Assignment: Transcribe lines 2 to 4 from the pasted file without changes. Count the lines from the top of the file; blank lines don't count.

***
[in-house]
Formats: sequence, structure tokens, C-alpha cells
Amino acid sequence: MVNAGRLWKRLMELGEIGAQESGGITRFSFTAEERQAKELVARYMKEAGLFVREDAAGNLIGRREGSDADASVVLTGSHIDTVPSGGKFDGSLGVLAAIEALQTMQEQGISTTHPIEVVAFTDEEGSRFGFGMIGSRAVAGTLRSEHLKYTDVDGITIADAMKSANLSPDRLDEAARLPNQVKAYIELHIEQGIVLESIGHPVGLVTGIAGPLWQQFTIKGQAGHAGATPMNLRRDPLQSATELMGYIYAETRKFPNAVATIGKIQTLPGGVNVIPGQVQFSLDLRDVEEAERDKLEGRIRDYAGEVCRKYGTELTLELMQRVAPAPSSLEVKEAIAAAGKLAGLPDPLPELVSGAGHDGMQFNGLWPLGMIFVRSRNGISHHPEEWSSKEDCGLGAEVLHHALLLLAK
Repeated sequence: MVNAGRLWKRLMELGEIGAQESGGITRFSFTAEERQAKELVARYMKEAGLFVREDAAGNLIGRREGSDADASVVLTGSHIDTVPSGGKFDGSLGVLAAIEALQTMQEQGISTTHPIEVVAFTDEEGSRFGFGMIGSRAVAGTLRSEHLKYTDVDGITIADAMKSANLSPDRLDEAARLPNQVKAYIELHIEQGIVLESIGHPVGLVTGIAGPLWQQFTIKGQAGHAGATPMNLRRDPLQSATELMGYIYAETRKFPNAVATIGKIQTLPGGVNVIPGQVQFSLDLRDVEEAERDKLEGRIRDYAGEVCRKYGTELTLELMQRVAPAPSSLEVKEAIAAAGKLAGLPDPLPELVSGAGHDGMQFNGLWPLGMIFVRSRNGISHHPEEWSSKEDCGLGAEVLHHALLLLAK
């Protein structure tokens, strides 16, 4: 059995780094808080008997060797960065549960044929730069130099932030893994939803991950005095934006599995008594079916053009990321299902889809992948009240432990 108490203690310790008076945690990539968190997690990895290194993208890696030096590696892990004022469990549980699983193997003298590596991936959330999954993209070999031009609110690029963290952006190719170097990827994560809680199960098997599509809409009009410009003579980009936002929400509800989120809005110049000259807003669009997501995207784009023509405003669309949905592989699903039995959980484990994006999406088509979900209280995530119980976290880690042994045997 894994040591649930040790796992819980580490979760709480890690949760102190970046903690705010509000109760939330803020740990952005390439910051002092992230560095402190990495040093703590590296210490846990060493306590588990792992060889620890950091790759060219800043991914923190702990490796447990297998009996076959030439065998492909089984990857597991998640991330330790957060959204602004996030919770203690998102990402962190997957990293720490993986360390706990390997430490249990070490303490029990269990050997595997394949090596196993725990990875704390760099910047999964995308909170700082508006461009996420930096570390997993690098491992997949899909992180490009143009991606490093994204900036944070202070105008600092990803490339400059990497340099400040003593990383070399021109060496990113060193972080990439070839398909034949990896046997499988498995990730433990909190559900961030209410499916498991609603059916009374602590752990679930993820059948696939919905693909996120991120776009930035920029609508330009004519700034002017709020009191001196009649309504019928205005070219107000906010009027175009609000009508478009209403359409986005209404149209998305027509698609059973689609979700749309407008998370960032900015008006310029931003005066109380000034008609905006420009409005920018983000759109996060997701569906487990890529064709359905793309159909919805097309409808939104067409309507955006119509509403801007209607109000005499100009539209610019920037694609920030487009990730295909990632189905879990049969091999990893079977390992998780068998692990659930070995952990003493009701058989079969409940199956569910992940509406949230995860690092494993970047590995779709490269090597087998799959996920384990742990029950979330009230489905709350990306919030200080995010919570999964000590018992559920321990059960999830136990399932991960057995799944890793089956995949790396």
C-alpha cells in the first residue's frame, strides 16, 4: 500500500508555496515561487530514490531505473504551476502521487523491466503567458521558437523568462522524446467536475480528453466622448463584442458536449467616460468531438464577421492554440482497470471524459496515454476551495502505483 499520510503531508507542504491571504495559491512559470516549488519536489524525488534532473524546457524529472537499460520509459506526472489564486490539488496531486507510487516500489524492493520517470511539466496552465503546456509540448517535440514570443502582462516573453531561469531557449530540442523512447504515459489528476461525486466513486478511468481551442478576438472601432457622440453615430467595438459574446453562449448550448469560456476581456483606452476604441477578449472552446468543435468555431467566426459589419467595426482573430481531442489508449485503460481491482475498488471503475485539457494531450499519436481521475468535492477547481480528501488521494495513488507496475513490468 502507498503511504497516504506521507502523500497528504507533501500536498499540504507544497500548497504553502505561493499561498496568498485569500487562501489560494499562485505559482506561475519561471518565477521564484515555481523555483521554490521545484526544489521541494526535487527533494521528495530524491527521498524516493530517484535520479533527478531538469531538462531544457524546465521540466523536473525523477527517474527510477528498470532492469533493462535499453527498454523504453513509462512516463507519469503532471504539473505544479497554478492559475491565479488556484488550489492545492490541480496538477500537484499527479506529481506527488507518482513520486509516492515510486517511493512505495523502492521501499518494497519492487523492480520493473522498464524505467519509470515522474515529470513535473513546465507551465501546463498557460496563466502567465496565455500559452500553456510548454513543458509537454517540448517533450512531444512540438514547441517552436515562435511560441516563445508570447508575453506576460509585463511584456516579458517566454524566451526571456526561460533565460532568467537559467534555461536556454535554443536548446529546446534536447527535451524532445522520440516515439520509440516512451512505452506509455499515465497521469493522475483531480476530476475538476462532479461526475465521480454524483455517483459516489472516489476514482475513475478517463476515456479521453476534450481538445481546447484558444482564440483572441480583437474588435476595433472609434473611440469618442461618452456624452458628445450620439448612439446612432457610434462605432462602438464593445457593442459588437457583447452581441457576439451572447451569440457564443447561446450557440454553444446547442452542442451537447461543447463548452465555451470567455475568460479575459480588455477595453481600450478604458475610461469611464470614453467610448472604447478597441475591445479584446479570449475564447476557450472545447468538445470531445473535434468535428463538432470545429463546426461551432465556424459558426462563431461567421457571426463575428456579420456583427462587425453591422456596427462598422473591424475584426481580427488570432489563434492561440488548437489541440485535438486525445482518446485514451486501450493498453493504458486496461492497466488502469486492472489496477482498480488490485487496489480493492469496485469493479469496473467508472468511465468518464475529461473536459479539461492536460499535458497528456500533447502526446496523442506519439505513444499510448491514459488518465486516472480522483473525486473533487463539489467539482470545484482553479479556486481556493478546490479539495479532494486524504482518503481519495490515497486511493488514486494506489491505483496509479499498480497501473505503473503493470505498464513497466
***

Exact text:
Formats: sequence, structure tokens, C-alpha cells
Amino acid sequence: MVNAGRLWKRLMELGEIGAQESGGITRFSFTAEERQAKELVARYMKEAGLFVREDAAGNLIGRREGSDADASVVLTGSHIDTVPSGGKFDGSLGVLAAIEALQTMQEQGISTTHPIEVVAFTDEEGSRFGFGMIGSRAVAGTLRSEHLKYTDVDGITIADAMKSANLSPDRLDEAARLPNQVKAYIELHIEQGIVLESIGHPVGLVTGIAGPLWQQFTIKGQAGHAGATPMNLRRDPLQSATELMGYIYAETRKFPNAVATIGKIQTLPGGVNVIPGQVQFSLDLRDVEEAERDKLEGRIRDYAGEVCRKYGTELTLELMQRVAPAPSSLEVKEAIAAAGKLAGLPDPLPELVSGAGHDGMQFNGLWPLGMIFVRSRNGISHHPEEWSSKEDCGLGAEVLHHALLLLAK
Repeated sequence: MVNAGRLWKRLMELGEIGAQESGGITRFSFTAEERQAKELVARYMKEAGLFVREDAAGNLIGRREGSDADASVVLTGSHIDTVPSGGKFDGSLGVLAAIEALQTMQEQGISTTHPIEVVAFTDEEGSRFGFGMIGSRAVAGTLRSEHLKYTDVDGITIADAMKSANLSPDRLDEAARLPNQVKAYIELHIEQGIVLESIGHPVGLVTGIAGPLWQQFTIKGQAGHAGATPMNLRRDPLQSATELMGYIYAETRKFPNAVATIGKIQTLPGGVNVIPGQVQFSLDLRDVEEAERDKLEGRIRDYAGEVCRKYGTELTLELMQRVAPAPSSLEVKEAIAAAGKLAGLPDPLPELVSGAGHDGMQFNGLWPLGMIFVRSRNGISHHPEEWSSKEDCGLGAEVLHHALLLLAK